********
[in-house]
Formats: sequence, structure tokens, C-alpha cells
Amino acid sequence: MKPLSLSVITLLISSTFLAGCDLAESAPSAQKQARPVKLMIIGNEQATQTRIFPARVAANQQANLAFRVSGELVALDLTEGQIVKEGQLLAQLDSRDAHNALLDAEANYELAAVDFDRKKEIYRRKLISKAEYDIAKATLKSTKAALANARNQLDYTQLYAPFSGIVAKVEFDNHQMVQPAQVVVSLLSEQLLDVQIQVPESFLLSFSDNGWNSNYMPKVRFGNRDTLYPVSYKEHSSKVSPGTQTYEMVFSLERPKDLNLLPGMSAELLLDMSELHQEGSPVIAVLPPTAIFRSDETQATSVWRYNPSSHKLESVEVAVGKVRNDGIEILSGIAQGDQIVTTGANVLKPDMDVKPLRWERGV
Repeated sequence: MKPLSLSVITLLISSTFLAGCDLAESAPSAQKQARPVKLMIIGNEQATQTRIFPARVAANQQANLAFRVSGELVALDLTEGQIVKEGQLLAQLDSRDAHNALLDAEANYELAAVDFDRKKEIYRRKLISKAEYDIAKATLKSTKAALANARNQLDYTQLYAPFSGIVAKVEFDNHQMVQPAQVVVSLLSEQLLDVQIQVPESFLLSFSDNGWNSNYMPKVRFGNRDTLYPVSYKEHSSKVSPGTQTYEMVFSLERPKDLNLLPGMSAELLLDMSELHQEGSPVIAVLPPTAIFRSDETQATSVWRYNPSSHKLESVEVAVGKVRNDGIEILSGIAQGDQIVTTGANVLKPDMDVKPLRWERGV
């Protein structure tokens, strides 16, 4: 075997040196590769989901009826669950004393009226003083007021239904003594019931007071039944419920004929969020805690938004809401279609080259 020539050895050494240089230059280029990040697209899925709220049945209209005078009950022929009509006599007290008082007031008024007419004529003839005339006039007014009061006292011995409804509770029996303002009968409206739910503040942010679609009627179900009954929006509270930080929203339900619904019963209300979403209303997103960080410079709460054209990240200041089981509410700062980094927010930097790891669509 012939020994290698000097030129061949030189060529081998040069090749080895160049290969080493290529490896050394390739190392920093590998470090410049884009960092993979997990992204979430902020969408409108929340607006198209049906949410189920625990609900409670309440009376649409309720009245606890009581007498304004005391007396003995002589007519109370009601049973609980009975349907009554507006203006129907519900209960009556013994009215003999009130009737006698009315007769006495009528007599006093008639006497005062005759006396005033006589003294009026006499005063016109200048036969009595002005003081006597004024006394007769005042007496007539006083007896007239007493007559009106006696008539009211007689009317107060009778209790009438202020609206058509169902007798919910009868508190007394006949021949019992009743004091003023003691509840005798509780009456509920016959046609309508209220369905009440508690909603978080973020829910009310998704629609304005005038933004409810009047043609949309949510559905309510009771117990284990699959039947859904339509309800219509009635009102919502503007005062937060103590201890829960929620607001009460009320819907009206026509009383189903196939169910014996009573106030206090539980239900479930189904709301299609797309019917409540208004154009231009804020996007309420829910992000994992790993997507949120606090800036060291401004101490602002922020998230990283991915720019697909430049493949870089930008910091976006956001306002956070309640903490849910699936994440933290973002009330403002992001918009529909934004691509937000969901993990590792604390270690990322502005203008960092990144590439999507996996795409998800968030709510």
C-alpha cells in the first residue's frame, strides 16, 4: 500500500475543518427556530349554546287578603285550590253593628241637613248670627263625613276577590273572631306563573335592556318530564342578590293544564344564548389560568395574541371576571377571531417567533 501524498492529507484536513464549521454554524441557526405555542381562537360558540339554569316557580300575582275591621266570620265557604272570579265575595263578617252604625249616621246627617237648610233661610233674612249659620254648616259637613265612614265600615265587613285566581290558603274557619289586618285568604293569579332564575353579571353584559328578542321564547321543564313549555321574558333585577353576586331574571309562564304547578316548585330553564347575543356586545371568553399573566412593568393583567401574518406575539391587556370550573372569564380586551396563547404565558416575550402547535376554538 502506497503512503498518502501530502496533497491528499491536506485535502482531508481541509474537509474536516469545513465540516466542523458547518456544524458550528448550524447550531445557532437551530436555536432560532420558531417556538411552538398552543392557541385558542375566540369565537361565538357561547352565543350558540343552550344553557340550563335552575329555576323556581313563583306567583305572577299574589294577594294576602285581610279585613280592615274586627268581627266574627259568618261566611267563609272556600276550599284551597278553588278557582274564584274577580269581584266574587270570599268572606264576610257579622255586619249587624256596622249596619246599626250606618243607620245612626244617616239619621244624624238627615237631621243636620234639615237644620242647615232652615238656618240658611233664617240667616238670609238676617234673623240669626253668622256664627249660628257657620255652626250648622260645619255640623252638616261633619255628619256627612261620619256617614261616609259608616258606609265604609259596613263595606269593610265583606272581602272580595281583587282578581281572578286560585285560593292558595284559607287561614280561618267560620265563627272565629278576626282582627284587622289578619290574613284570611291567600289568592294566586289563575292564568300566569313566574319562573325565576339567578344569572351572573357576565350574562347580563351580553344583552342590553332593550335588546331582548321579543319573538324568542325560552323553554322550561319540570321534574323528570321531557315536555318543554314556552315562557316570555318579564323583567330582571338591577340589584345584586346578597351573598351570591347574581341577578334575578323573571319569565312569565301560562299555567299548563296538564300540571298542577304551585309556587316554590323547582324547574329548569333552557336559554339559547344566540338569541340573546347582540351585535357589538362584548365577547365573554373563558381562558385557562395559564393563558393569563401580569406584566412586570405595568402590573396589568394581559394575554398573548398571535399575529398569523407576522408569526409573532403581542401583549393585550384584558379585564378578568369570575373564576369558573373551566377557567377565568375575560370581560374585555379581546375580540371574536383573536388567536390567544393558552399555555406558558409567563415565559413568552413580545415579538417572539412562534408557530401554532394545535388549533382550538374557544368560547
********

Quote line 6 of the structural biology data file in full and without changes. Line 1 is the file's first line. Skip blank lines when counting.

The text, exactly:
C-alpha cells in the first residue's frame, strides 16, 4: 500500500475543518427556530349554546287578603285550590253593628241637613248670627263625613276577590273572631306563573335592556318530564342578590293544564344564548389560568395574541371576571377571531417567533 501524498492529507484536513464549521454554524441557526405555542381562537360558540339554569316557580300575582275591621266570620265557604272570579265575595263578617252604625249616621246627617237648610233661610233674612249659620254648616259637613265612614265600615265587613285566581290558603274557619289586618285568604293569579332564575353579571353584559328578542321564547321543564313549555321574558333585577353576586331574571309562564304547578316548585330553564347575543356586545371568553399573566412593568393583567401574518406575539391587556370550573372569564380586551396563547404565558416575550402547535376554538 502506497503512503498518502501530502496533497491528499491536506485535502482531508481541509474537509474536516469545513465540516466542523458547518456544524458550528448550524447550531445557532437551530436555536432560532420558531417556538411552538398552543392557541385558542375566540369565537361565538357561547352565543350558540343552550344553557340550563335552575329555576323556581313563583306567583305572577299574589294577594294576602285581610279585613280592615274586627268581627266574627259568618261566611267563609272556600276550599284551597278553588278557582274564584274577580269581584266574587270570599268572606264576610257579622255586619249587624256596622249596619246599626250606618243607620245612626244617616239619621244624624238627615237631621243636620234639615237644620242647615232652615238656618240658611233664617240667616238670609238676617234673623240669626253668622256664627249660628257657620255652626250648622260645619255640623252638616261633619255628619256627612261620619256617614261616609259608616258606609265604609259596613263595606269593610265583606272581602272580595281583587282578581281572578286560585285560593292558595284559607287561614280561618267560620265563627272565629278576626282582627284587622289578619290574613284570611291567600289568592294566586289563575292564568300566569313566574319562573325565576339567578344569572351572573357576565350574562347580563351580553344583552342590553332593550335588546331582548321579543319573538324568542325560552323553554322550561319540570321534574323528570321531557315536555318543554314556552315562557316570555318579564323583567330582571338591577340589584345584586346578597351573598351570591347574581341577578334575578323573571319569565312569565301560562299555567299548563296538564300540571298542577304551585309556587316554590323547582324547574329548569333552557336559554339559547344566540338569541340573546347582540351585535357589538362584548365577547365573554373563558381562558385557562395559564393563558393569563401580569406584566412586570405595568402590573396589568394581559394575554398573548398571535399575529398569523407576522408569526409573532403581542401583549393585550384584558379585564378578568369570575373564576369558573373551566377557567377565568375575560370581560374585555379581546375580540371574536383573536388567536390567544393558552399555555406558558409567563415565559413568552413580545415579538417572539412562534408557530401554532394545535388549533382550538374557544368560547